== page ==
What’s the story behind the detOUr home’s cover art?
You mean the bear? I think he looks a little like me. I think I had a pair of pants like that once. [laughs] We collect stuff. “Beautiful mess” talks about that junk. I love the old lost stuff you find again. I like going to nostalgia shows where they have all these collections of Beatles cards, old toys and other collector’s stuff for sale. You find beautiful things to look at sometimes and occasionally there will be something I swear has an electrical current to it — you touch it and you’re right there in its time and place. So, the cover is my nod to that stuff.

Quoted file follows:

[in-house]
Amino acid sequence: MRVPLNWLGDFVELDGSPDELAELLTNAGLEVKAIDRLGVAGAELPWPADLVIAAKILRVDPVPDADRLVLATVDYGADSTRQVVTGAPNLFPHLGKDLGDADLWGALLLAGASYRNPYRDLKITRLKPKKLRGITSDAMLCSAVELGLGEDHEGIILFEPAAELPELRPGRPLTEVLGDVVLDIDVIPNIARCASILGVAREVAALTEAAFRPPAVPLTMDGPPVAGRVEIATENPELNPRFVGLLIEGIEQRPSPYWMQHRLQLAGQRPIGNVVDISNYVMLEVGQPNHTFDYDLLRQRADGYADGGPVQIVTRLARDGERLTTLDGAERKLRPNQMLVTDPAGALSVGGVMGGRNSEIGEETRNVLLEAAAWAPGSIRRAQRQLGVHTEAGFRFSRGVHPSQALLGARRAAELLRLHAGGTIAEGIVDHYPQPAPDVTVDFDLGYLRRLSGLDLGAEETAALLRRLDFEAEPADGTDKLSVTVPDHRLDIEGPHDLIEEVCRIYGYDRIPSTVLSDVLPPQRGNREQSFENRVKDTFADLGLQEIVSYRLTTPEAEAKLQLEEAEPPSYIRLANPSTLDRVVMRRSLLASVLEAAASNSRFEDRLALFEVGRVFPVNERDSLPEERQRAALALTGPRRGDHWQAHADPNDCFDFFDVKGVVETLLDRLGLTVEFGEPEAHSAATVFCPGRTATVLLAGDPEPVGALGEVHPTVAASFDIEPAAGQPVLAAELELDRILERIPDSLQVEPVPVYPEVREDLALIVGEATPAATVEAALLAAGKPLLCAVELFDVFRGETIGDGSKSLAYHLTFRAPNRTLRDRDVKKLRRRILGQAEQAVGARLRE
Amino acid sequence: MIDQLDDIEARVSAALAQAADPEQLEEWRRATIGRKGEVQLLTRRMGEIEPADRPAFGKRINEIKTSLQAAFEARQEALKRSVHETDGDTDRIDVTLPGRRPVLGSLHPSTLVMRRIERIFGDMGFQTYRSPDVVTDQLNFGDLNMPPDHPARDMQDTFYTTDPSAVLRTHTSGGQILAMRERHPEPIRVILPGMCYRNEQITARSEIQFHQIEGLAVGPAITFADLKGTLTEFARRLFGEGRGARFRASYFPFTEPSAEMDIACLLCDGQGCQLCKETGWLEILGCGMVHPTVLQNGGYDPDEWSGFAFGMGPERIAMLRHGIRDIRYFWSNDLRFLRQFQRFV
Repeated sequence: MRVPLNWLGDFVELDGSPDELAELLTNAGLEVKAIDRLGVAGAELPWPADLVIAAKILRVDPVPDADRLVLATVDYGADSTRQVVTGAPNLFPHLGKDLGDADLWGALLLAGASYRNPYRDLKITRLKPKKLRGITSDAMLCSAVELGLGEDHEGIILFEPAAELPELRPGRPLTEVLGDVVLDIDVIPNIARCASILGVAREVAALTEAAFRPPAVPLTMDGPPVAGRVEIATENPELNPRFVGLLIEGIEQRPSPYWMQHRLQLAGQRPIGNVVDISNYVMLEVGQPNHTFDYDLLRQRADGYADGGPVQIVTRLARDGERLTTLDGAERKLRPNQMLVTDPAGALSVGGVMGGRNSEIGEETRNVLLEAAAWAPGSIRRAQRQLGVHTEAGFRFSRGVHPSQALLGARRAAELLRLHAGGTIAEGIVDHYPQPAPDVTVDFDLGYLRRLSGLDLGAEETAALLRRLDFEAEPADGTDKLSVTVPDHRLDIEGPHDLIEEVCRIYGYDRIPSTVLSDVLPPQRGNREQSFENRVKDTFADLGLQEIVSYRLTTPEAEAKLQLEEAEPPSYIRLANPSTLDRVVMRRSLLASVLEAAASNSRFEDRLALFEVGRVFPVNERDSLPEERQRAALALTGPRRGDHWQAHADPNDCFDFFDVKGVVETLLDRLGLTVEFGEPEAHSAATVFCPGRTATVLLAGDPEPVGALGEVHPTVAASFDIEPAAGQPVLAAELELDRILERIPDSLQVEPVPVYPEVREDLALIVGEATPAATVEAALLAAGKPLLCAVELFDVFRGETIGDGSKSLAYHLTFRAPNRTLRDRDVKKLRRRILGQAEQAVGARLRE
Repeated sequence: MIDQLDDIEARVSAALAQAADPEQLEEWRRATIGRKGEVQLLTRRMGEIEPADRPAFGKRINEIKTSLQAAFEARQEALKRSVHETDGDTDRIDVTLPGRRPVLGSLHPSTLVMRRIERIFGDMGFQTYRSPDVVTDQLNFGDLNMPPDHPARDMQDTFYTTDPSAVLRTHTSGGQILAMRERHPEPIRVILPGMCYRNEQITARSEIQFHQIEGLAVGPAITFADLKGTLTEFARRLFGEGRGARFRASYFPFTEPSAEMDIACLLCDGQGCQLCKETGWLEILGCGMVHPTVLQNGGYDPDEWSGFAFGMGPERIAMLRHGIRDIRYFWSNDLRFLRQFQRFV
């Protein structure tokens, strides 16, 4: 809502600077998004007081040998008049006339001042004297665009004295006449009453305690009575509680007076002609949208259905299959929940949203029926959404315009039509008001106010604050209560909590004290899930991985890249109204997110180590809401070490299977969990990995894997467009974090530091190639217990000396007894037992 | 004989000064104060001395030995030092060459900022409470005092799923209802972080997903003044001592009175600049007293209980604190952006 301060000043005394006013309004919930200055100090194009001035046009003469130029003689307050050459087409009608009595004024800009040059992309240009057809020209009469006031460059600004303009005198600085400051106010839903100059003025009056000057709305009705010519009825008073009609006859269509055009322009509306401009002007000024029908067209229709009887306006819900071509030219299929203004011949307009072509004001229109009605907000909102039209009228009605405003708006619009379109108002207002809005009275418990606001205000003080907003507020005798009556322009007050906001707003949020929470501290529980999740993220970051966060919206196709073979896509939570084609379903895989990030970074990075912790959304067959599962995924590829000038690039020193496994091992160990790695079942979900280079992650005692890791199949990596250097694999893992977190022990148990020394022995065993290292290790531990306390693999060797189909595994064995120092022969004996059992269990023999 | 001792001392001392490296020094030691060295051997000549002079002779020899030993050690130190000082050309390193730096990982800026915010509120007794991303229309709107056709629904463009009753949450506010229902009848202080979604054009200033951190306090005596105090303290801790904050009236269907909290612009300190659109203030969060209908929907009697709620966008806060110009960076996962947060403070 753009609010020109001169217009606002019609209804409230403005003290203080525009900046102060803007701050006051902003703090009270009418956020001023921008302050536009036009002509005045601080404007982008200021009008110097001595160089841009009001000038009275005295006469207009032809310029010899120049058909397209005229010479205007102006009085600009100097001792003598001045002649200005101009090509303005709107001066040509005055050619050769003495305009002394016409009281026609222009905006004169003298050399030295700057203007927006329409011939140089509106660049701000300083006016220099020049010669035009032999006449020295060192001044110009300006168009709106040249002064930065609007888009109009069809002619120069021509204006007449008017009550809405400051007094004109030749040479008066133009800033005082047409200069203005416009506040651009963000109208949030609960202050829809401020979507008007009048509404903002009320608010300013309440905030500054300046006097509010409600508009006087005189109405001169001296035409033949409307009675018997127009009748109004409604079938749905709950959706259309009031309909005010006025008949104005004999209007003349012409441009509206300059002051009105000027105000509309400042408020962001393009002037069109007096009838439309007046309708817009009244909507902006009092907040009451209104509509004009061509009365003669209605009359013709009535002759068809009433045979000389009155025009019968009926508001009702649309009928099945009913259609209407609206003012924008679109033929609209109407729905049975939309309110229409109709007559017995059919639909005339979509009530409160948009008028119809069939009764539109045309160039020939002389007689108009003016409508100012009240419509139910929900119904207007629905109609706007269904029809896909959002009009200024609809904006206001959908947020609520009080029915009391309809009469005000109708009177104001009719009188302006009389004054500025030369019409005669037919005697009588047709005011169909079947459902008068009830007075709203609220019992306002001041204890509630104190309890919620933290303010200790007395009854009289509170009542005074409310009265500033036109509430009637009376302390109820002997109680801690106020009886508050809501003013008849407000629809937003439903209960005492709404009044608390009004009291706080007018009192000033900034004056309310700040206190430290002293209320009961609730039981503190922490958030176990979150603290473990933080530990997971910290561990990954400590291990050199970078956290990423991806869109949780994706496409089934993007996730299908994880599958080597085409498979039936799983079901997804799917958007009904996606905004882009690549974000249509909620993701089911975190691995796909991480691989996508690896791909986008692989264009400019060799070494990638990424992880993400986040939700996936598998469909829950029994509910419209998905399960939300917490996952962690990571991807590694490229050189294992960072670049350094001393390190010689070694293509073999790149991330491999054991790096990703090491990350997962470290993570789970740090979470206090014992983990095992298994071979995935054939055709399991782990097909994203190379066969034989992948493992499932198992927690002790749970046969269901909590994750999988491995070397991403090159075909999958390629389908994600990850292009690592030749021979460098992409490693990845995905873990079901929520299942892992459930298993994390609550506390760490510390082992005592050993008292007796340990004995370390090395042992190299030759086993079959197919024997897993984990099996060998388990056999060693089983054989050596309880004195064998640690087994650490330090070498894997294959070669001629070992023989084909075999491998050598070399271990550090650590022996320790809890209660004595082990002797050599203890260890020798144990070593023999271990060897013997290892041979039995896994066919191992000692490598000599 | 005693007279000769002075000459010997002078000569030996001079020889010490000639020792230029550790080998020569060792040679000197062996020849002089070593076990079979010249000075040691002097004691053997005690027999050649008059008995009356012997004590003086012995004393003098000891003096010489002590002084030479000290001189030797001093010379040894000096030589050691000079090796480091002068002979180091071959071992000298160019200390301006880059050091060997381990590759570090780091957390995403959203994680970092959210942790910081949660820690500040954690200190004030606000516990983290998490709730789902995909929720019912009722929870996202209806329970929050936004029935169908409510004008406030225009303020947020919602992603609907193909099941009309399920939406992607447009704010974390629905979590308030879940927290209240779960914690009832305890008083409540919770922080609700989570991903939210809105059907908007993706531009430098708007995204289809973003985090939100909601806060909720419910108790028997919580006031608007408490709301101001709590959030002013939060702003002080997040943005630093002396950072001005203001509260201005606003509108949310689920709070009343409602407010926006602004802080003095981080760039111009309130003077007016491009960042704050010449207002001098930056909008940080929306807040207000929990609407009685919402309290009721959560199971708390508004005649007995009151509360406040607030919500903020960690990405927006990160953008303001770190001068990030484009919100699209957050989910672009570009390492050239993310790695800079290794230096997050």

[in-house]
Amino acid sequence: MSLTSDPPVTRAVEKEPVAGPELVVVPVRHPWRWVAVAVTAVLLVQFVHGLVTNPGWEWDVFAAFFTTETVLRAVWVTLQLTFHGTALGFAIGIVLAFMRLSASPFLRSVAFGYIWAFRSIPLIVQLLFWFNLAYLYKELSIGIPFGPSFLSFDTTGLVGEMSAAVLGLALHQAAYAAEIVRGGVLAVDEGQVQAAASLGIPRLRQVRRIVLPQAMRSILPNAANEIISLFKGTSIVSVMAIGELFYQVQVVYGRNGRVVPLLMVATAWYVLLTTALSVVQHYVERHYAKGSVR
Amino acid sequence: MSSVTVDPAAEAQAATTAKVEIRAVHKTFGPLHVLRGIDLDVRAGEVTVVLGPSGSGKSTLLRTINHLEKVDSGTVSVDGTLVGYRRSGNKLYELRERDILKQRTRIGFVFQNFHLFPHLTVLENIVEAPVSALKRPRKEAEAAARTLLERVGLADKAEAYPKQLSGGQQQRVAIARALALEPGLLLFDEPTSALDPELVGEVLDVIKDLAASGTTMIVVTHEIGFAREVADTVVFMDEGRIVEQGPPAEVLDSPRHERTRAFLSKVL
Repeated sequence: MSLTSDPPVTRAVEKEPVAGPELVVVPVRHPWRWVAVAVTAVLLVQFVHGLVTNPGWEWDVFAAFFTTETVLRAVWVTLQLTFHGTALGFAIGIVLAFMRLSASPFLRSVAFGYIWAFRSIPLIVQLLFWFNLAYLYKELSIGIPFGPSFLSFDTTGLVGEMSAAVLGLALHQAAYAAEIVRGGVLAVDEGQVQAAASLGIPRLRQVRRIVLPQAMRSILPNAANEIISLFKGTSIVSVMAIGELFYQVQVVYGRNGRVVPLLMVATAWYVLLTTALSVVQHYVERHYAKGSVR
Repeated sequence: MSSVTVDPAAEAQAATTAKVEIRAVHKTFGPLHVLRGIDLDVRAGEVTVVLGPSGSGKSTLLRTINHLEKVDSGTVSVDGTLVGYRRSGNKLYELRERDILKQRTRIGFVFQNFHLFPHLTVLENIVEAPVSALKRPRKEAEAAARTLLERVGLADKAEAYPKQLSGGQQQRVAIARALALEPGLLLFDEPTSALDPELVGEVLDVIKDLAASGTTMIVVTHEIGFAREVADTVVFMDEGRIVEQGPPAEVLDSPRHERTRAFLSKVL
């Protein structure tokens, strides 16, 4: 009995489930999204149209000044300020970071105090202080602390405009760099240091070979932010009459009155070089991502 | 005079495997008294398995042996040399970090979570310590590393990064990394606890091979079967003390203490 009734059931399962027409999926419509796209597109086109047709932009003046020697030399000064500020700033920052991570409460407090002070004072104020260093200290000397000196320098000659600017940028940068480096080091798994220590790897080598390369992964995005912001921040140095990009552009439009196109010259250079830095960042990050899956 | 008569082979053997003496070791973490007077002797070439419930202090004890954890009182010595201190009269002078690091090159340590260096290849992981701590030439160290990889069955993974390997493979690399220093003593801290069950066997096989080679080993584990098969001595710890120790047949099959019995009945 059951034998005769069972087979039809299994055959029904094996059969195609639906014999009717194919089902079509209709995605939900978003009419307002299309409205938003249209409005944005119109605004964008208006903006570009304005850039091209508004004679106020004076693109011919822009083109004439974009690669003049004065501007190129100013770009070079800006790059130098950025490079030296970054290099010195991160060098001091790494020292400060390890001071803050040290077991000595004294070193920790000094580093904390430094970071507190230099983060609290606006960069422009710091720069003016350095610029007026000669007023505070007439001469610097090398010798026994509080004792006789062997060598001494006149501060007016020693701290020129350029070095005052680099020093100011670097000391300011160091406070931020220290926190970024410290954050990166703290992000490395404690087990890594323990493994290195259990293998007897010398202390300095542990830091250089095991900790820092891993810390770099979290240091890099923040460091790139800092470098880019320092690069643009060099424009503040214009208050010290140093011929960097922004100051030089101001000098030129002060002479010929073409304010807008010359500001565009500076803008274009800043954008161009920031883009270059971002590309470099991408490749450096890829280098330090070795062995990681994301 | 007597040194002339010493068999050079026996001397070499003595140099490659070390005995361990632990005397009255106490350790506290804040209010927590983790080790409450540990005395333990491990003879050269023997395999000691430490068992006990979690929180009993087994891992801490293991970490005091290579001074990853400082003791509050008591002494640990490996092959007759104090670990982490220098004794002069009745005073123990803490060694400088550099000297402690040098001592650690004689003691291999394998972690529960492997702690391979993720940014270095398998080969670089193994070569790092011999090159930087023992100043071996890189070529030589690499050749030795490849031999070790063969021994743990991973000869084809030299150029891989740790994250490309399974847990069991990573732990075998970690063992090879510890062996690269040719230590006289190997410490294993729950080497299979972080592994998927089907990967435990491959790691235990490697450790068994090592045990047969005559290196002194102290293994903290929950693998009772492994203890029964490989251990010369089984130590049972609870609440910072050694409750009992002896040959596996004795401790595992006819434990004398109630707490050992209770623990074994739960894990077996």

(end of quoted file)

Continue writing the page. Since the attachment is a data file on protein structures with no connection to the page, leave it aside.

Tell me about the angel scribbles in the new CD’s booklet.
Oh, those guys. There are two characters and they keep coming back in different versions. One is carrying sticks and the other has wings and is very much the same — overworked. When they’re really lucky, they intersect with each other and become this other creature. The characters are primitive and the mouth on both of them is full of teeth. Their mouths are coming right off their heads and their eyes are big. Some of them are very tired and sleep deprived. It’s just a personal thing. I’ve actually been doing a lot more painting lately than I ever would have guessed. In the last year or so, I’ve been feeling more inspired to scribble more. It’s great to have another distraction other than beeps and tones.